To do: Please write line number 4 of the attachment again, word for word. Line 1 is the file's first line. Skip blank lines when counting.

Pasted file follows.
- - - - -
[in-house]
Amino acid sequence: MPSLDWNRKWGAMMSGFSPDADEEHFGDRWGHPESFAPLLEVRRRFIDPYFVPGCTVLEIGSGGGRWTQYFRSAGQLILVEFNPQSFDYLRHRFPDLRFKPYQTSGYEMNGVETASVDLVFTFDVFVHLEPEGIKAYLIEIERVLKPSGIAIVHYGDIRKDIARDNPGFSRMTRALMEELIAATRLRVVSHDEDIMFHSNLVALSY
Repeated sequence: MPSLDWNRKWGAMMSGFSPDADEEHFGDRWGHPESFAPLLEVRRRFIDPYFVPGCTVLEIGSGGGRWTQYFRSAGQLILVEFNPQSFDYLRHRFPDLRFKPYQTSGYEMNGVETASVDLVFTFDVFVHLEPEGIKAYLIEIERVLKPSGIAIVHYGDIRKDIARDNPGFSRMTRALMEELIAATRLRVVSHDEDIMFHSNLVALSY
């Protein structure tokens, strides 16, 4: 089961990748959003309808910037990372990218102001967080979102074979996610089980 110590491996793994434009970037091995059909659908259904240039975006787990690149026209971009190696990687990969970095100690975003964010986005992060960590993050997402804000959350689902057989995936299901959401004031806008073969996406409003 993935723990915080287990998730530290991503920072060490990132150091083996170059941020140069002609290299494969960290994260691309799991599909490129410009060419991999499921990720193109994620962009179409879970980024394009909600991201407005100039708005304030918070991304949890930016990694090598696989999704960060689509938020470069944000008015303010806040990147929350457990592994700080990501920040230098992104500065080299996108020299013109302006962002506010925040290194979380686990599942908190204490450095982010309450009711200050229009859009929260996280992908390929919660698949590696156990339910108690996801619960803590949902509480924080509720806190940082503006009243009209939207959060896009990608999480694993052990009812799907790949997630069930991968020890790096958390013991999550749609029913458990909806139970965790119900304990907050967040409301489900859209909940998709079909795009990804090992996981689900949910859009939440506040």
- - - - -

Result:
């Protein structure tokens, strides 16, 4: 089961990748959003309808910037990372990218102001967080979102074979996610089980 110590491996793994434009970037091995059909659908259904240039975006787990690149026209971009190696990687990969970095100690975003964010986005992060960590993050997402804000959350689902057989995936299901959401004031806008073969996406409003 993935723990915080287990998730530290991503920072060490990132150091083996170059941020140069002609290299494969960290994260691309799991599909490129410009060419991999499921990720193109994620962009179409879970980024394009909600991201407005100039708005304030918070991304949890930016990694090598696989999704960060689509938020470069944000008015303010806040990147929350457990592994700080990501920040230098992104500065080299996108020299013109302006962002506010925040290194979380686990599942908190204490450095982010309450009711200050229009859009929260996280992908390929919660698949590696156990339910108690996801619960803590949902509480924080509720806190940082503006009243009209939207959060896009990608999480694993052990009812799907790949997630069930991968020890790096958390013991999550749609029913458990909806139970965790119900304990907050967040409301489900859209909940998709079909795009990804090992996981689900949910859009939440506040």